Britain has Dartmoor and New Forest ponies, but France has the wild white horses of the Camargue. Not easy to spot, but a splendid sight if you can.
Cars get more attention than bikes in the compact but still fun Provençe Motor Museum. A good, short break from the heat of the day.
Montélimar is the home of nougat and there’s nowhere better to taste it. There’s even a museum dedicated to it. Nearer the coast the pretty 1000-year-old village of Roquebrune-sur-Argens has a Chocolate Museum with 5000 exhibits – it also produces the local nougat and speciality chocolates.
A SIGHT TO SEA
Tucked away in the Luberon is the Extraordinary Museum of Georges Mazoyer. Georges was a diver and artist, so there’s an eclectic mix of shells, rocks and fish alongside paintings, stained glass and objets d’art from items found in the sea.
A few miles east of Aix-en-Provençe, Saint-Maximin offers something a bit different: the Hammanjana, a proper Turkish Bath offering steam rooms, baths and massages if you are feeling a little saddle sore.
A small hillside town that used to be a major tanning centre and is now left with more than 40 fountains and washhouses including the delightfully-named Fontaine des Limaces (slug fountain) as well as numerous art galleries and artist workshops.
Mixing motorway with interesting roads can make Provençe relatively accessible – though an overnight crossing to Caen or Le Havre (with the early start that gives) can save a day.
CALAIS TO SISTERON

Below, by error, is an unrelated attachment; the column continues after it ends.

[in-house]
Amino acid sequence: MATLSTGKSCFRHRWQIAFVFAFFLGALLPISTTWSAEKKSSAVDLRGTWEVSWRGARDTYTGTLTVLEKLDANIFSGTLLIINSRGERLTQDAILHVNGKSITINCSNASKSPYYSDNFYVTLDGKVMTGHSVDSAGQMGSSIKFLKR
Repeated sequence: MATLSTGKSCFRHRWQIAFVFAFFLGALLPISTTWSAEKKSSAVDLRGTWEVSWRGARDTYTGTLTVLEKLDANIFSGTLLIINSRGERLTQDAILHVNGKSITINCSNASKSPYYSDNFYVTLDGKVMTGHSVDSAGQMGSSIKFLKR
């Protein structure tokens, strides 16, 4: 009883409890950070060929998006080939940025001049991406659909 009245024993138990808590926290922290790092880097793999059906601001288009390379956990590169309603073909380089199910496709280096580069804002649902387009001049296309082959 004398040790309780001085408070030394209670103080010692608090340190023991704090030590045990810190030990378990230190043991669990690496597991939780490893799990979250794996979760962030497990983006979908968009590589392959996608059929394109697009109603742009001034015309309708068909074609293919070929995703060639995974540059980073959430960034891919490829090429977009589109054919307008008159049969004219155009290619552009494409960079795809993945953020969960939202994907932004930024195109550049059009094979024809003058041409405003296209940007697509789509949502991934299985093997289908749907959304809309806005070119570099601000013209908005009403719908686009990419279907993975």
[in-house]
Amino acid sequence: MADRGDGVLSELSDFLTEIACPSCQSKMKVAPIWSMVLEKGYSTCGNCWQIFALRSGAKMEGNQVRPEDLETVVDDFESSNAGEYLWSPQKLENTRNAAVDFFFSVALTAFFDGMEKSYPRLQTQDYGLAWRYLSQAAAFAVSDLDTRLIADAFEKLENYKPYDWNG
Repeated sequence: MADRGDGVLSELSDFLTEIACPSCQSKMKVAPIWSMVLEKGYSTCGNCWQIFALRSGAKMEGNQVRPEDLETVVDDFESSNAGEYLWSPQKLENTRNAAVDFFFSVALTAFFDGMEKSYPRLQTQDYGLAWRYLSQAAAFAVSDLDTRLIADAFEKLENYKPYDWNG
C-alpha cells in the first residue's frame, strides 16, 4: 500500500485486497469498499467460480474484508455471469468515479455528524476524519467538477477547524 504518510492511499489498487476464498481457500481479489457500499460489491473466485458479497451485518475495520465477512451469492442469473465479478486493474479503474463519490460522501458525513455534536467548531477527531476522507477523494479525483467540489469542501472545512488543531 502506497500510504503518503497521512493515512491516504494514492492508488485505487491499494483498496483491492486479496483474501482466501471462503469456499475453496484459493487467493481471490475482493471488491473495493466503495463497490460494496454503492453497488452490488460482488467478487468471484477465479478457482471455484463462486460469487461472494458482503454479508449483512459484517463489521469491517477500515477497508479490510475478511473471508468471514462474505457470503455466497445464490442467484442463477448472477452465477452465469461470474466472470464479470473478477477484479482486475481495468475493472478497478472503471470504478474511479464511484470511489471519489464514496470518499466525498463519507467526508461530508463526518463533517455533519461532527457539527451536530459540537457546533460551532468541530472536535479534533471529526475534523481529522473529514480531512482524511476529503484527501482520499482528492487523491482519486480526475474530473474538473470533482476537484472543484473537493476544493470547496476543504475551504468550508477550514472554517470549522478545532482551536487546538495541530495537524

Distance: 665 miles. Riding time: Three days. Overnight stops: Nanteuil-sur-Marne and Champagnole
Day one map, Download the GPX Day two map, Download the GPX Day three map, Download the GPX
OUR MOTORCYCLE TOURING ROUTES
Start/finish: Orange. Distance: 180 miles. Riding time: 5.5 hours
A stunning ride, over Mont Ventoux – the Giant of Provençe – through the Gorges de la Meouge and Gorges de St May.
Route map, Download the GPX
Start/finish: Sisteron. Distance: 230 miles. Riding time: 6.5 hours
Provençe has challenging, beautiful roads for adventure bikes – all on this thrilling route.
Route map, Download the GPX
ALPILLES AND CARMARGUE
Start/finish: St Remy-de-Provençe. Distance: 120 miles. Riding time: 3.5 hours
Heading out through the hilly Alpilles, through Arles to the Carmargue salt marsh. Watch out for the famous wild horses.
Route map, Download the GPX
Please note: This page contains the route files for The RiDE Guide To France which came free with RiDE magazine in July 2017. These website page are not regularly updated, so please check all critical information before you travel. All route files are in .gpx format. Garmin and BMW users can download the main file, which contains all the routes and our recommended hotels as separate waypoints. TomTom users can download the individual routes and use the Tyre software to convert them. For many routes we also have Google Map links. However, as Google Maps will not plot routes over seasonally closed high Alpine passes when they’re shut, these may not work for every route all year round.